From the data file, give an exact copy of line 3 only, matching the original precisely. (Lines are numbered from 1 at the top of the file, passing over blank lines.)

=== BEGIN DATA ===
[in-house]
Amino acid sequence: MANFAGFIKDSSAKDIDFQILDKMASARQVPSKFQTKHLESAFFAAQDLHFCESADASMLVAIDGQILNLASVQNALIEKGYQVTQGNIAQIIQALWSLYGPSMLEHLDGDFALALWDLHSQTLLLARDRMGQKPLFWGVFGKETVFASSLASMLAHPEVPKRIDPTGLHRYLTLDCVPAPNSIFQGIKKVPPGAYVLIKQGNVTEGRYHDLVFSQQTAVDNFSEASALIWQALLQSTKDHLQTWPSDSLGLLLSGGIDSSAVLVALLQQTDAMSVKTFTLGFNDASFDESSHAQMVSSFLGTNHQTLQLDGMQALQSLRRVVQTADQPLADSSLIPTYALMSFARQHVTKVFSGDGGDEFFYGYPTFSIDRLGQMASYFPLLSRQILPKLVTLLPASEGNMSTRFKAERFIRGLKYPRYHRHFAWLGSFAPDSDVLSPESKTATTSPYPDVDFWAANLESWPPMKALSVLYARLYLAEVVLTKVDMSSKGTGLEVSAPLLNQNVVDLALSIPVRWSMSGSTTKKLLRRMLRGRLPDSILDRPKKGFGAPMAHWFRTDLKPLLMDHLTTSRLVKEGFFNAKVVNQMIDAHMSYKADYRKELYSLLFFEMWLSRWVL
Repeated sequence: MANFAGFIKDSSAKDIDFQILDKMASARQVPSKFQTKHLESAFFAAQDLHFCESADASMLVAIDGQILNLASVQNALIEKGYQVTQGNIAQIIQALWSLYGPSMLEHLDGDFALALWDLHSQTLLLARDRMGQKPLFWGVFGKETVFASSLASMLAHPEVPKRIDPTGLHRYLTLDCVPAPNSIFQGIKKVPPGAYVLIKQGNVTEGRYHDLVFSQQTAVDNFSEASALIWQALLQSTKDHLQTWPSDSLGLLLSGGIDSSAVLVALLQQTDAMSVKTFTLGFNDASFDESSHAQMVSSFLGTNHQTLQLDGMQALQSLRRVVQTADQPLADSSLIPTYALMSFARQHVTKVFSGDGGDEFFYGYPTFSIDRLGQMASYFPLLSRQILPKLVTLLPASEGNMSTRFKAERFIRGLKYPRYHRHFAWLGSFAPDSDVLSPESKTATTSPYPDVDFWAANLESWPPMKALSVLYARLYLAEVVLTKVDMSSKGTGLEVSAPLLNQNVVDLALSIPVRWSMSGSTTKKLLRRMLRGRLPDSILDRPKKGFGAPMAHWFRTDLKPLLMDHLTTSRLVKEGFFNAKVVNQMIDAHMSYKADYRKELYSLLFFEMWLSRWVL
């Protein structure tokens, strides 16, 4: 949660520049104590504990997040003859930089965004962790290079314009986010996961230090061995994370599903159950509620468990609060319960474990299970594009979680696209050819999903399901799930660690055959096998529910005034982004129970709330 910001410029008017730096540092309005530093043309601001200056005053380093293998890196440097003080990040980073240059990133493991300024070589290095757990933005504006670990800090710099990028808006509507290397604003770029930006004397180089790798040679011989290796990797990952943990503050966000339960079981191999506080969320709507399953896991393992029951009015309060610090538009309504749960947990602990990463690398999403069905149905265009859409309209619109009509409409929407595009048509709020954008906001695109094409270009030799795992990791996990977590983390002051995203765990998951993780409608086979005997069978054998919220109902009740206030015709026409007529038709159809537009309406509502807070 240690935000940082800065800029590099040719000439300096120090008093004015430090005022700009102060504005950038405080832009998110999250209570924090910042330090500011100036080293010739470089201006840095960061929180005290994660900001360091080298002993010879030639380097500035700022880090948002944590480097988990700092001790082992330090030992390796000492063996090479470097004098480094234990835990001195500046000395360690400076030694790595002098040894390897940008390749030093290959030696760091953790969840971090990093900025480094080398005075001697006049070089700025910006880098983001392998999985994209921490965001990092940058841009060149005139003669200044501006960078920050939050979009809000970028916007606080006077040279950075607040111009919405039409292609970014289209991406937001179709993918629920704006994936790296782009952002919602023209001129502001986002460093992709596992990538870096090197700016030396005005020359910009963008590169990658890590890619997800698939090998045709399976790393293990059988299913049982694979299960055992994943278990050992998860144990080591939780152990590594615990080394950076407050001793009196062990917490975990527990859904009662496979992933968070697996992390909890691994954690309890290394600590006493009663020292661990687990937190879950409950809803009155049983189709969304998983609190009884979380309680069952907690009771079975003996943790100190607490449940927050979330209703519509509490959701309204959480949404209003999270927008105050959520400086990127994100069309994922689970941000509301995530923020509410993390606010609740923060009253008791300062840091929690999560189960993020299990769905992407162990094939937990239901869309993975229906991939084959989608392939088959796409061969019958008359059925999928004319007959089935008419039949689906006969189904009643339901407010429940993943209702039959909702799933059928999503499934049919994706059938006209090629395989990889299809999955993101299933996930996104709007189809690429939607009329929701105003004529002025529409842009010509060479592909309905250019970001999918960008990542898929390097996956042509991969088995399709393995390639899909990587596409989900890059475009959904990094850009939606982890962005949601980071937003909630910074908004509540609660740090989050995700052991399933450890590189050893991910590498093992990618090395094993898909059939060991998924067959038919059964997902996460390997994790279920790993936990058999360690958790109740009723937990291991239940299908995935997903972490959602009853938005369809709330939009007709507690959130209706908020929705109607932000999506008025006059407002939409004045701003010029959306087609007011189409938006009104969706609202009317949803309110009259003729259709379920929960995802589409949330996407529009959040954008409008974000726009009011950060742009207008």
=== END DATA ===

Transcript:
Repeated sequence: MANFAGFIKDSSAKDIDFQILDKMASARQVPSKFQTKHLESAFFAAQDLHFCESADASMLVAIDGQILNLASVQNALIEKGYQVTQGNIAQIIQALWSLYGPSMLEHLDGDFALALWDLHSQTLLLARDRMGQKPLFWGVFGKETVFASSLASMLAHPEVPKRIDPTGLHRYLTLDCVPAPNSIFQGIKKVPPGAYVLIKQGNVTEGRYHDLVFSQQTAVDNFSEASALIWQALLQSTKDHLQTWPSDSLGLLLSGGIDSSAVLVALLQQTDAMSVKTFTLGFNDASFDESSHAQMVSSFLGTNHQTLQLDGMQALQSLRRVVQTADQPLADSSLIPTYALMSFARQHVTKVFSGDGGDEFFYGYPTFSIDRLGQMASYFPLLSRQILPKLVTLLPASEGNMSTRFKAERFIRGLKYPRYHRHFAWLGSFAPDSDVLSPESKTATTSPYPDVDFWAANLESWPPMKALSVLYARLYLAEVVLTKVDMSSKGTGLEVSAPLLNQNVVDLALSIPVRWSMSGSTTKKLLRRMLRGRLPDSILDRPKKGFGAPMAHWFRTDLKPLLMDHLTTSRLVKEGFFNAKVVNQMIDAHMSYKADYRKELYSLLFFEMWLSRWVL